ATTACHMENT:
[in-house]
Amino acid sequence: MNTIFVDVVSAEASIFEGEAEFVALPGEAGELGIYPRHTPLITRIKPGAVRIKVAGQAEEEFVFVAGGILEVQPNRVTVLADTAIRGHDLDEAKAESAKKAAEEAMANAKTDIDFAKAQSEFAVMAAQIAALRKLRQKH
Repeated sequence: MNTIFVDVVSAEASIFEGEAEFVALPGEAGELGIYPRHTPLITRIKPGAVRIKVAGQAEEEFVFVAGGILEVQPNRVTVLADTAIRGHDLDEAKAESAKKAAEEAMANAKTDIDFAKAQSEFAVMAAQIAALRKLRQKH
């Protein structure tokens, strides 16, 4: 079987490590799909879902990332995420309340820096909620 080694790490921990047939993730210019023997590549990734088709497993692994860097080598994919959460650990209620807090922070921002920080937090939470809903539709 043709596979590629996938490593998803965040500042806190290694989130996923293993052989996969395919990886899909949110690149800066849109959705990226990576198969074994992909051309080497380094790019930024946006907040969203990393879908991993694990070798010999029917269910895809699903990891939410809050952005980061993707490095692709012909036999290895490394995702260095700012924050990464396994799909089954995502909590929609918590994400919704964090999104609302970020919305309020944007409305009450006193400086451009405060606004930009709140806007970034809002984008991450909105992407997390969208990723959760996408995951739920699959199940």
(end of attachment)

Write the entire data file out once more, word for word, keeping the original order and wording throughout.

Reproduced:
[in-house]
Amino acid sequence: MNTIFVDVVSAEASIFEGEAEFVALPGEAGELGIYPRHTPLITRIKPGAVRIKVAGQAEEEFVFVAGGILEVQPNRVTVLADTAIRGHDLDEAKAESAKKAAEEAMANAKTDIDFAKAQSEFAVMAAQIAALRKLRQKH
Repeated sequence: MNTIFVDVVSAEASIFEGEAEFVALPGEAGELGIYPRHTPLITRIKPGAVRIKVAGQAEEEFVFVAGGILEVQPNRVTVLADTAIRGHDLDEAKAESAKKAAEEAMANAKTDIDFAKAQSEFAVMAAQIAALRKLRQKH
């Protein structure tokens, strides 16, 4: 079987490590799909879902990332995420309340820096909620 080694790490921990047939993730210019023997590549990734088709497993692994860097080598994919959460650990209620807090922070921002920080937090939470809903539709 043709596979590629996938490593998803965040500042806190290694989130996923293993052989996969395919990886899909949110690149800066849109959705990226990576198969074994992909051309080497380094790019930024946006907040969203990393879908991993694990070798010999029917269910895809699903990891939410809050952005980061993707490095692709012909036999290895490394995702260095700012924050990464396994799909089954995502909590929609918590994400919704964090999104609302970020919305309020944007409305009450006193400086451009405060606004930009709140806007970034809002984008991450909105992407997390969208990723959760996408995951739920699959199940």